While the Electronic Discovery Reference Model from EDRM has become the standard model for the workflow of the process for handling electronically stored information (ESI) in discovery, it might be helpful to think about the EDRM model backwards, whether you’re the producing party or the receiving party.
In Wilson v. Conair Corp., California Magistrate Judge Stanley A. Boone granted in part the plaintiff's motion to compel production, by requiring the defendant to produce further ESI in native format if feasible or TIFF format with the associated metadata, as well as to produce associated metadata for its prior production if it had not already done so.
According to Norton Rose Fulbright’s Litigation Trends Annual Survey for 2015 released last week, companies in the United States continue to deal with, and spend more on litigation. From an eDiscovery standpoint, the survey showed that more than half of respondents preserve and collect data from employee mobile devices and use technology assisted review, and a clear majority of respondents still rely on self-preservation to fulfill preservation obligations for at least some cases.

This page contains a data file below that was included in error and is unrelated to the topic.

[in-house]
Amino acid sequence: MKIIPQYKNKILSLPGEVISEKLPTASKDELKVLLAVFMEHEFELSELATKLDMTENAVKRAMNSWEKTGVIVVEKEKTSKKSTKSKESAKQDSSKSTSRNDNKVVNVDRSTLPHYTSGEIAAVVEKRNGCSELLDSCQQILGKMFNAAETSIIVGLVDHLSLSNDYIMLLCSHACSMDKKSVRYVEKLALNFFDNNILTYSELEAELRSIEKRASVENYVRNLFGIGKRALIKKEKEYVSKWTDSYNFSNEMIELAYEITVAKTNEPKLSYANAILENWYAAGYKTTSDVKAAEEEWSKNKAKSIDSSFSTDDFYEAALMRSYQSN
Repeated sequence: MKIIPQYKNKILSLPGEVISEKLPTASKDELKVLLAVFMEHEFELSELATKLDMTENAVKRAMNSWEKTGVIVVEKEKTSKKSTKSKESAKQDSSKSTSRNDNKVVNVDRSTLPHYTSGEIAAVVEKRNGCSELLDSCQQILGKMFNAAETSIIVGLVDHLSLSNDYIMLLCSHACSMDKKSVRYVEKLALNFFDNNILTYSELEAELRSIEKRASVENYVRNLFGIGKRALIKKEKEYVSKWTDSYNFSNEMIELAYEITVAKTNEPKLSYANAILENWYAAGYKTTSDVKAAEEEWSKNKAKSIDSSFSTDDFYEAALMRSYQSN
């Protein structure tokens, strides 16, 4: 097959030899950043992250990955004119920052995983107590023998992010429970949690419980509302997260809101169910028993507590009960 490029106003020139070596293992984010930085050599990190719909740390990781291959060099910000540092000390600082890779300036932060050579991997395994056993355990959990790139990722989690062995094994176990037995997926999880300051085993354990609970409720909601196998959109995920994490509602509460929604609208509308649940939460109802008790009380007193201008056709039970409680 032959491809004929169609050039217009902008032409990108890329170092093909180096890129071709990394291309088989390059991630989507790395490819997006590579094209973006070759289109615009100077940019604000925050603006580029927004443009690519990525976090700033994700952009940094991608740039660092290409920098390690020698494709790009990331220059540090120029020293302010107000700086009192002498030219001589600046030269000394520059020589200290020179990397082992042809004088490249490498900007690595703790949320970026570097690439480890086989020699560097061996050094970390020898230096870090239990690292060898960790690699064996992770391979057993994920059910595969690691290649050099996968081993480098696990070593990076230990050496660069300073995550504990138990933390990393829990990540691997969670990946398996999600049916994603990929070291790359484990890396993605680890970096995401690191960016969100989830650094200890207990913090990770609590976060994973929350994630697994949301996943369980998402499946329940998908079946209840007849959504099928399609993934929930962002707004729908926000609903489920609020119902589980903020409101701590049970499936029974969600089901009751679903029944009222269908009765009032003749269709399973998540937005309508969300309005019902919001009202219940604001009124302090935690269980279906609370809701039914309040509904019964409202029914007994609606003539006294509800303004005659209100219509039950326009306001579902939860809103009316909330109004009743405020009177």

In Clear-View Technologies, Inc., v. Rasnick et al, California Magistrate Judge Paul S. Grewal sanctioned the defendants $212,320 and also granted a permissive adverse jury instruction that allows the presumption that the defendants' spoliated documents due to a series of “transgressions” by the defendants and their prior counsel.
Rob Robinson’s excellent Complex Discovery blog has been a terrific resource for eDiscovery information for several years now, covering everything from a “mashup” of eDiscovery market estimates to mergers, acquisitions and investments in the eDiscovery industry. His article from last week provides some useful information to organizations looking to select the right information governance vendor for their needs.
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